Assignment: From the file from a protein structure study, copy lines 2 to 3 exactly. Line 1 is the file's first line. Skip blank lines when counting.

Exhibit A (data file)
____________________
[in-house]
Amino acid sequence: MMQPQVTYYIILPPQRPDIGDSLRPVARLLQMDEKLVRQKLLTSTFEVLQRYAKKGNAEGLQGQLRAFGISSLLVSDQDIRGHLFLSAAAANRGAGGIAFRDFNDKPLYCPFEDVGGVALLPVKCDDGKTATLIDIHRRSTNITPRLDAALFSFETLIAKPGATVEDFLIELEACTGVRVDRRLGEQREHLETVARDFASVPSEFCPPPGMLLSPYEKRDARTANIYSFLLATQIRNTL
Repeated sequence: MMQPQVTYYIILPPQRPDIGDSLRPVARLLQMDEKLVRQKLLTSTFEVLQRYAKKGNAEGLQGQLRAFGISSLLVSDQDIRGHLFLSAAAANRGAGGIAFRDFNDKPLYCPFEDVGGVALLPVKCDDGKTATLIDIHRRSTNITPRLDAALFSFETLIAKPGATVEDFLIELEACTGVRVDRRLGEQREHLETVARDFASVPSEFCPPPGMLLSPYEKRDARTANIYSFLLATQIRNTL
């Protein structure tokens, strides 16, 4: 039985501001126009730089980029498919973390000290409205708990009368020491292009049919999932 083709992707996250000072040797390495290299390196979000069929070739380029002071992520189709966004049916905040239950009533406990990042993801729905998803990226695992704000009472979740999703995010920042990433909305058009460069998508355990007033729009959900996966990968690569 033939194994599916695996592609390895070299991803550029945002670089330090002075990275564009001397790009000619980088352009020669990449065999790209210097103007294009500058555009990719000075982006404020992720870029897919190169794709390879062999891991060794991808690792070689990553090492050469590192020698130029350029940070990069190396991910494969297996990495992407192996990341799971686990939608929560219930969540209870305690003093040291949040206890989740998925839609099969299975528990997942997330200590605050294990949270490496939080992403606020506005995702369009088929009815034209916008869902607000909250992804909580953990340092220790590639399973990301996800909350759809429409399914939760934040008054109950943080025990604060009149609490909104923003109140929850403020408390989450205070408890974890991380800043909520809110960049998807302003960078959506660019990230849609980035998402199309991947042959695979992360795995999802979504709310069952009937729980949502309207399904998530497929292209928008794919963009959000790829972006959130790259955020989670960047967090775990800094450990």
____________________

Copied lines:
Amino acid sequence: MMQPQVTYYIILPPQRPDIGDSLRPVARLLQMDEKLVRQKLLTSTFEVLQRYAKKGNAEGLQGQLRAFGISSLLVSDQDIRGHLFLSAAAANRGAGGIAFRDFNDKPLYCPFEDVGGVALLPVKCDDGKTATLIDIHRRSTNITPRLDAALFSFETLIAKPGATVEDFLIELEACTGVRVDRRLGEQREHLETVARDFASVPSEFCPPPGMLLSPYEKRDARTANIYSFLLATQIRNTL
Repeated sequence: MMQPQVTYYIILPPQRPDIGDSLRPVARLLQMDEKLVRQKLLTSTFEVLQRYAKKGNAEGLQGQLRAFGISSLLVSDQDIRGHLFLSAAAANRGAGGIAFRDFNDKPLYCPFEDVGGVALLPVKCDDGKTATLIDIHRRSTNITPRLDAALFSFETLIAKPGATVEDFLIELEACTGVRVDRRLGEQREHLETVARDFASVPSEFCPPPGMLLSPYEKRDARTANIYSFLLATQIRNTL